And H---gg---r chief Devil be of Sin;
  No more shall Ugliness be his Disgrace,
  His Head mends all the Frailties of his Face:
  When Masques and Balls to their Conclusion drew,
  To this his last Resort the Hero flew;
  So by degrees the Errant Knights of old
  To Glory rose, and by Degrees grew bold;
  A while content the common Road they trod,
  'Till some great Art at last confest the God.
  Now Painters work, - and dine, that starv'd before,
  And Tallyman supply each needy Whore -
  Fam'd Covent-Garden droops with mournful Look,
  Nor can St. James's her great Rival brook:
  Each Duck and D---ss quacks to different Tunes,
  One claps her Wings for Love, the other swoons;
  Each Vintner storms and swears he is undone,
  Vollies of Oaths speak loud the Drawer's Moan;
p.24 Porter who us'd to search for needful Girls,
  Now sucks his Fingers, or his Apron twirls,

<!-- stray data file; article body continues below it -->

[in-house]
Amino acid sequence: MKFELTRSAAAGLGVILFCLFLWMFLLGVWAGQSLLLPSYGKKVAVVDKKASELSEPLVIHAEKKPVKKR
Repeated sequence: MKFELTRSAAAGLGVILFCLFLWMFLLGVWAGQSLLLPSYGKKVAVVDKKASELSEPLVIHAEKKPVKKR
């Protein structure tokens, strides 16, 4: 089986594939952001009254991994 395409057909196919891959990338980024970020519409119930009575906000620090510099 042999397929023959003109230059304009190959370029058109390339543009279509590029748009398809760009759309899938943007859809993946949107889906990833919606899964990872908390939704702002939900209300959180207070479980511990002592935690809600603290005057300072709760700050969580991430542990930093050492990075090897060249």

Bemoans his Loss of Business, and with Sighs,
  In Box imprison'd lays the useless Dice.

     Spring-Garden now alone does all invite,

  The Cit, the Wit, the Rake, the Fool, the Knight:
  No Lady, that can pawn her Coat or Gown,
  Will rest 'till she has laid the Money down:
  Each Clerk will to the Joints his Fingers work,
  And Counsellors find out some modern Querk,
  To raise the Guinea, and to see the Grot,
  And 'mongst the Belles to flaunt it at Ridott.

     Here Seamstresses and Maids together vie,

  And the spruce 'Prentice shines in Sword and Tye:
  Bandy'd in Lace the City Dame appears,
  Her Hair genteelly frizzled round her Ears;
  Her Gown with Tyrian Dyes most richly stain'd,
  Glitt'ring with Orient Pearl from Orphans gain'd.
  My Lord, to oblige his Spouse, takes Tickets three,
  Crys, one's for you my Love, and one for me,
p.25 The third dispose as you shall best adjudge,